Mexico City Legislators Push To Ban Bullfighting
October 18, 2011 By Erwin Cifuentes
Mexico City may soon follow the lead of the Spanish province of Cataluña and ban all forms of bullfighting.
A pair of opposition politicians representing the Institutional Revolutionary Party (PRI, in Spanish) and the Green Party (PV, in Spanish) originally presented the proposal in 2009 and it was supposed to be voted on until earlier this month. But that vote was postponed when the legislature failed to field a quorum. Nevertheless, at least 21 deputies said that they would back the measure should it come to a vote.
Mexican animal rights groups strongly back the proposal, claiming that most Mexicans are opposed to bullfighting. One of the bill’s sponsors, Deputy Norberto Ascencio Solís of the PV told CNNMexico.com “bullfighting shouldn’t be viewed as an art… an art cannot sacrifice a living animal that has feelings.”
Meanwhile, backers of bullfighting, such as local rancher Sergio Hernández Weber, critiqued the bill as “political theater.” The owner of Mexico City’s main bullring said that the bill would hurt the economy of the metropolis, including the potential loss of hundreds of jobs linked to the bullfighting industry.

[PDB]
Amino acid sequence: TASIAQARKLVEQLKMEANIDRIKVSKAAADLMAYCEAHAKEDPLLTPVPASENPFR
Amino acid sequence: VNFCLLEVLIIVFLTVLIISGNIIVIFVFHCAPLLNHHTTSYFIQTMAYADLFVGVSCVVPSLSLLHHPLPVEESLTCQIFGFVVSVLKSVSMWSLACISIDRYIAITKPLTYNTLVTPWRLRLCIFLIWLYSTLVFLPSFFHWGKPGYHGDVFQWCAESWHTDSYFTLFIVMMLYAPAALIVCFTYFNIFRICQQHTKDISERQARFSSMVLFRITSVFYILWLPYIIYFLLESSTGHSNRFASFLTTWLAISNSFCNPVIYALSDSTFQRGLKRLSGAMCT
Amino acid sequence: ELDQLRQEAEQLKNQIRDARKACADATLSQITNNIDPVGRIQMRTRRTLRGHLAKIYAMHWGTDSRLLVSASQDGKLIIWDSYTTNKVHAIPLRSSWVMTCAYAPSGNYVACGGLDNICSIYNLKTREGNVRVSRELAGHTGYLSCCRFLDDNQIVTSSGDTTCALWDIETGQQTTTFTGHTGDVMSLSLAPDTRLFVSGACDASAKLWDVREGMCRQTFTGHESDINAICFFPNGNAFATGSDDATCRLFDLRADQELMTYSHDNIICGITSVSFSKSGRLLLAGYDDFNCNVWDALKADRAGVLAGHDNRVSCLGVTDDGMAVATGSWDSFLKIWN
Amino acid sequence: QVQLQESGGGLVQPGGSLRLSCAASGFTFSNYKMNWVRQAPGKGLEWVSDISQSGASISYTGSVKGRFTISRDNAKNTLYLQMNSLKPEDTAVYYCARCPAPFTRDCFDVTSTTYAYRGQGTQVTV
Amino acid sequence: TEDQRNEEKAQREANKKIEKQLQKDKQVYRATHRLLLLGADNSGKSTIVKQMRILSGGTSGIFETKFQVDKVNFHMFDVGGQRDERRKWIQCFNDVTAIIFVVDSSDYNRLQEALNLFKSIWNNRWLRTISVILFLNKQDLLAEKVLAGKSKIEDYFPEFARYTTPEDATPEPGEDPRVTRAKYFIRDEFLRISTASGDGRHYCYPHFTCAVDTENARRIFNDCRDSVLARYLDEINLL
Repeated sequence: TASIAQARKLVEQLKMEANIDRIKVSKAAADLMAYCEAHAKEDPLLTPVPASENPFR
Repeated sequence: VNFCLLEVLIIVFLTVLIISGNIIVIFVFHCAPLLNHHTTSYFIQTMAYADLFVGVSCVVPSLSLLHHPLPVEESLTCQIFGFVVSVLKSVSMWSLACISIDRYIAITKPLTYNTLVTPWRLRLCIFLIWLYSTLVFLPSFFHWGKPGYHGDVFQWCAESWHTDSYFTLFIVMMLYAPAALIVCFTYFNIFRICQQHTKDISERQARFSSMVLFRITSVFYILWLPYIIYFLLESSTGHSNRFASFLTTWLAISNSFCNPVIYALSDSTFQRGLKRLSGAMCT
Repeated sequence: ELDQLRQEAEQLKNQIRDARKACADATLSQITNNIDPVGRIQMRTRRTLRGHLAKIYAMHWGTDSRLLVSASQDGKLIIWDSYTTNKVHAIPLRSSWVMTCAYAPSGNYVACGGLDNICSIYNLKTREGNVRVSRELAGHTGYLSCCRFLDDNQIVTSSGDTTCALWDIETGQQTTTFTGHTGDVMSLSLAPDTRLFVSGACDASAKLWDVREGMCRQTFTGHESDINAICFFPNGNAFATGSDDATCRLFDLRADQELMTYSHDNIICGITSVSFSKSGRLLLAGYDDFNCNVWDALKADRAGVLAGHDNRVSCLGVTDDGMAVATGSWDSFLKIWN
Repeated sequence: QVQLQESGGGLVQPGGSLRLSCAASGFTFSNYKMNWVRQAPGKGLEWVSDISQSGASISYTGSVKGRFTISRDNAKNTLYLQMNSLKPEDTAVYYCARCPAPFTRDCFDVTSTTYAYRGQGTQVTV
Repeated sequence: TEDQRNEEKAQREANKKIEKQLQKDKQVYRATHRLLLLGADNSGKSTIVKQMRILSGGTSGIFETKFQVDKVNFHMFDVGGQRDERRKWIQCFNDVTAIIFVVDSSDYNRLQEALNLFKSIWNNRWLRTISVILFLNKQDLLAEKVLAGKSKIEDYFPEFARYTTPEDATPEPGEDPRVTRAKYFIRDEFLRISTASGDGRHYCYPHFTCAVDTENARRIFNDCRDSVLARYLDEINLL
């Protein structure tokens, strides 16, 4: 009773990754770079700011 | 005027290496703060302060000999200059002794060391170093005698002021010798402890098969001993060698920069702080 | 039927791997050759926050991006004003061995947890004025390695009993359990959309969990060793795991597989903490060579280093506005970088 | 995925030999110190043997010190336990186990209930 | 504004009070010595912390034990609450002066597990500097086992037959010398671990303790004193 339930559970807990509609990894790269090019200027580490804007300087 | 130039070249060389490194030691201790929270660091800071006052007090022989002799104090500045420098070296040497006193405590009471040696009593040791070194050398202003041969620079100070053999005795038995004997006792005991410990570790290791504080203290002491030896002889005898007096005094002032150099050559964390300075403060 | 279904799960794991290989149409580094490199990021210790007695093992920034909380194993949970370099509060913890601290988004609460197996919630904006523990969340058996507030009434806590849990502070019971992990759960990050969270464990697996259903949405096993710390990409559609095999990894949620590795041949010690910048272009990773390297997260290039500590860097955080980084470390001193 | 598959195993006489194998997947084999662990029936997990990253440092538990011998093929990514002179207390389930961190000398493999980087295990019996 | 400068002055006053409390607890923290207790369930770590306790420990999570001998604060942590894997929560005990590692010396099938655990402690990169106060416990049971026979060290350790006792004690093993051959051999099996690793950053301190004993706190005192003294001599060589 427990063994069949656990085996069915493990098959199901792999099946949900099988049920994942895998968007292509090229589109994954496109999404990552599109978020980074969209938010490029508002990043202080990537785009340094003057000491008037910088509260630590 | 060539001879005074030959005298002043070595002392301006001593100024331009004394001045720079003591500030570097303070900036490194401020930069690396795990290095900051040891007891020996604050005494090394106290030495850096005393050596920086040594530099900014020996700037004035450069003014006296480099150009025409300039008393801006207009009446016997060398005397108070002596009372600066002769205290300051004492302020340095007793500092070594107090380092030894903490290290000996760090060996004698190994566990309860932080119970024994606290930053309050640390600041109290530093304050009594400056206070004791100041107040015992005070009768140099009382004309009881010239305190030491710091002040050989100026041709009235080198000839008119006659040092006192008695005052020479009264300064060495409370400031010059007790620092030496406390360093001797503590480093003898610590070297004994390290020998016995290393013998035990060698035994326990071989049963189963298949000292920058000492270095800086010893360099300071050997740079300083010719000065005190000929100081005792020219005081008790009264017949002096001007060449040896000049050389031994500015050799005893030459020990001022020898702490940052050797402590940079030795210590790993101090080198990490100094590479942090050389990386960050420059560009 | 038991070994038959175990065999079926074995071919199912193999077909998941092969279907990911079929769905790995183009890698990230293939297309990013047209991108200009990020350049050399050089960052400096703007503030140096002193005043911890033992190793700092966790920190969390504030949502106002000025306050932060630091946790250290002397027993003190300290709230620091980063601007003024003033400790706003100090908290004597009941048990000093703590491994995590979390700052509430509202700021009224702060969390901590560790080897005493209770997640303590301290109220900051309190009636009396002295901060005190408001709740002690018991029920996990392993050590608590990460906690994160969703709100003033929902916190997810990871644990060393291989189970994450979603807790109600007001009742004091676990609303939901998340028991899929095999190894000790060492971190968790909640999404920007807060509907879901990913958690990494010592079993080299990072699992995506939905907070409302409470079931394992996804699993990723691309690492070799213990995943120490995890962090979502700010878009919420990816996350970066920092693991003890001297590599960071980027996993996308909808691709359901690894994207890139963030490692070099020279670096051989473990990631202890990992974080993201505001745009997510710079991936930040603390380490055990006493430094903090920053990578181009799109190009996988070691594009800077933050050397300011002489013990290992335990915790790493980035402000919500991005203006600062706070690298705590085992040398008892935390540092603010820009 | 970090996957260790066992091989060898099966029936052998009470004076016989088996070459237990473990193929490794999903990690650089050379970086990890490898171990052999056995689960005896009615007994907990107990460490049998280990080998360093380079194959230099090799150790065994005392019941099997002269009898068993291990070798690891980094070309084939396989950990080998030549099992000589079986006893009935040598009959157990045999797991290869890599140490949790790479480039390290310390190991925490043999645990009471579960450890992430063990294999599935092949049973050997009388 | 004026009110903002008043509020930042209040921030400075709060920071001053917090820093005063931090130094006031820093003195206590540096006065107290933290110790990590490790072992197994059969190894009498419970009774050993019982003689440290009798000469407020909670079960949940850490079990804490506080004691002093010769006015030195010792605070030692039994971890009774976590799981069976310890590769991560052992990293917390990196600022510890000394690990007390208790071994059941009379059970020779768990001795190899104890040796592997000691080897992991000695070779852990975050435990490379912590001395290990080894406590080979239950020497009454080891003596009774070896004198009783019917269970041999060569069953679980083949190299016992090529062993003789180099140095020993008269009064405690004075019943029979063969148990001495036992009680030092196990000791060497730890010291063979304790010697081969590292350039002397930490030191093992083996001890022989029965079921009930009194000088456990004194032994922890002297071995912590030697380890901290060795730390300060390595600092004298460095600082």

The campaign to ban bullfighting has also spread to other parts of Mexico, including the city of Querétaro. Approximately 500 protesters against the sport marched in downtown Querétaro and the president of Mexico’s Animal Defense Association called on a local bullfighting impresario to debate him.
Proponents of bullfighting in other Latin American countries such as Colombia and Peru have sought to keep their customs alive. Several Venezuelan cities such as San Cristóbal and Mérida have declared bullfighting as an “intangible cultural heritage.”
In much of Latin America, however, bullfighting has long been banned. Argentina, Uruguay and Cuba, for example, all prohibited the practice at the turn of the twentieth century. Ecuadorans voted in May to end bullfighting as part of a ten-point referendum proposed by the Rafael Correa administration.
Image – Omar Omar @ Flickr.